"I started seeing a social worker right away. I was very angry. But as time passed and Allison stopped crying so much, I really started to enjoy her. In addition to this, I continued to search for a diagnosis. I took her to eight different neurologists, two different geneticists, an endocrinologist, and many other specialists. At nineteen months, I realized that it didn't matter what she had. We loved her just the way she was.

"Allison continues to develop at her own pace. Her progress is very slow, but it's still progress. She is no longer visually impaired. She is no longer miserable. She is a happy, healthy little girl and...she's mine! I wouldn't give her up for the world."

As a result of Allison's situation, Lisa became very interested in the resources available on the Internet. She spent hours in front of the computer on a daily basis, looking for other parents like her. Unfortunately, most of the enjoyable sites were geared towards the "normal" child. Parent magazines weren't mentioning the "special child." The sites that did offer communication between parents of children with special needs were dry, and humor was virtually non-existent. As a result, Lisa thought about creating a web site for parents that would serve as a form of support as well as entertainment.

At the same time, her brother, Troy, was looking for a new challenge. Lisa presented the idea to him and he was immediately enthralled. His enthusiasm was just what they needed to make it happen.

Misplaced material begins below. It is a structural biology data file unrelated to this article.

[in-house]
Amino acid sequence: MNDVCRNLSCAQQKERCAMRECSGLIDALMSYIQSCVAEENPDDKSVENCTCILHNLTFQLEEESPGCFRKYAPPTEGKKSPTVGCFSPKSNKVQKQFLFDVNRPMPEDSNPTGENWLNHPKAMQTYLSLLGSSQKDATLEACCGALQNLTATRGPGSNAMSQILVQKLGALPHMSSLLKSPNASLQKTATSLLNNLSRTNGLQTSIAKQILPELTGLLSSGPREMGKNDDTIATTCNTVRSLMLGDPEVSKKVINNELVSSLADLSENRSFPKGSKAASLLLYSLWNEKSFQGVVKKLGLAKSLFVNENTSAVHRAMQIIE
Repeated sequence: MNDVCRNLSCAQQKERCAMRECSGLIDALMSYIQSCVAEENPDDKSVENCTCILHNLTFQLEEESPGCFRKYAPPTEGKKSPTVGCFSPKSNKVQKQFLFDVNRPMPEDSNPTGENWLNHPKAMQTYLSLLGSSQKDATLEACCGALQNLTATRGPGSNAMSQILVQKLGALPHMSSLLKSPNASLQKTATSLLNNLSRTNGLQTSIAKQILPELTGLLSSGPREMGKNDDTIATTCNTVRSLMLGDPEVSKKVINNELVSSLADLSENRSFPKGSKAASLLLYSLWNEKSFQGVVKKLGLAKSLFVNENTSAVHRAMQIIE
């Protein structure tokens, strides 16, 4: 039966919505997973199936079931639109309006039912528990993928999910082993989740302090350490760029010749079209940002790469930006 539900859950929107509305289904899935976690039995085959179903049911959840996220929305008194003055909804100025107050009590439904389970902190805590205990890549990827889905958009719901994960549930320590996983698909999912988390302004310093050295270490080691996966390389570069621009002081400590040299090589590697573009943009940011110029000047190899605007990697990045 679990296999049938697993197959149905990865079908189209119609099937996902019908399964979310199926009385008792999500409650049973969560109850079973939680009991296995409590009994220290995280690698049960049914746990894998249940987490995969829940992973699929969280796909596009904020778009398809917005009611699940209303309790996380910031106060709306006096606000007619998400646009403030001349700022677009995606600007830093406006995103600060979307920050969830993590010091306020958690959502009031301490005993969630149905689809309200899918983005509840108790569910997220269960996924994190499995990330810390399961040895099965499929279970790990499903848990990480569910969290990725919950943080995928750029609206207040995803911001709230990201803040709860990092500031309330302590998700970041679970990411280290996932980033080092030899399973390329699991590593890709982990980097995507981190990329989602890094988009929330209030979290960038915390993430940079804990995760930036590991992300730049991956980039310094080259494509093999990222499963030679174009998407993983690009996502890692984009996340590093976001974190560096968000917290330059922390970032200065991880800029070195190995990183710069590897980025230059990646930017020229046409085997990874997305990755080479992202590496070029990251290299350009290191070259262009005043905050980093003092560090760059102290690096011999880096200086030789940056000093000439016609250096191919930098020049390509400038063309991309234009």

Troy shares his story:

"I was working for a company that didn't care about people. It was difficult for me to sell their product when I knew that their profits were based on taking advantage of people who were desperate for financial assistance. When Lisa presented the idea of a special needs web site to me, I thought it would be rewarding to the parents as well as myself. It would give me a tremendous amount of satisfaction knowing that my efforts would be helping people in need, not hurting them.

"In addition to my personal feelings, designing and maintaining a web site was also very appealing. Prior to my recent sales position, I had a long career in drafting and design, so this would be of particular interest to me. Last, but not least, it would bring me closer to my sister and her family, Allison in particular. To me, it sounded like a win-win situation."

After several lengthy discussions and a tremendous amount of research and hard work, Special Child was born. Our mission statement is as follows: To provide educational resources and emotional support to parents and care-givers of children, adolescents, and young adults with disabilities.

Again, thank you for visiting our site and we look forward to providing a place for you to sit back, relax, and take some well-deserved time for yourself.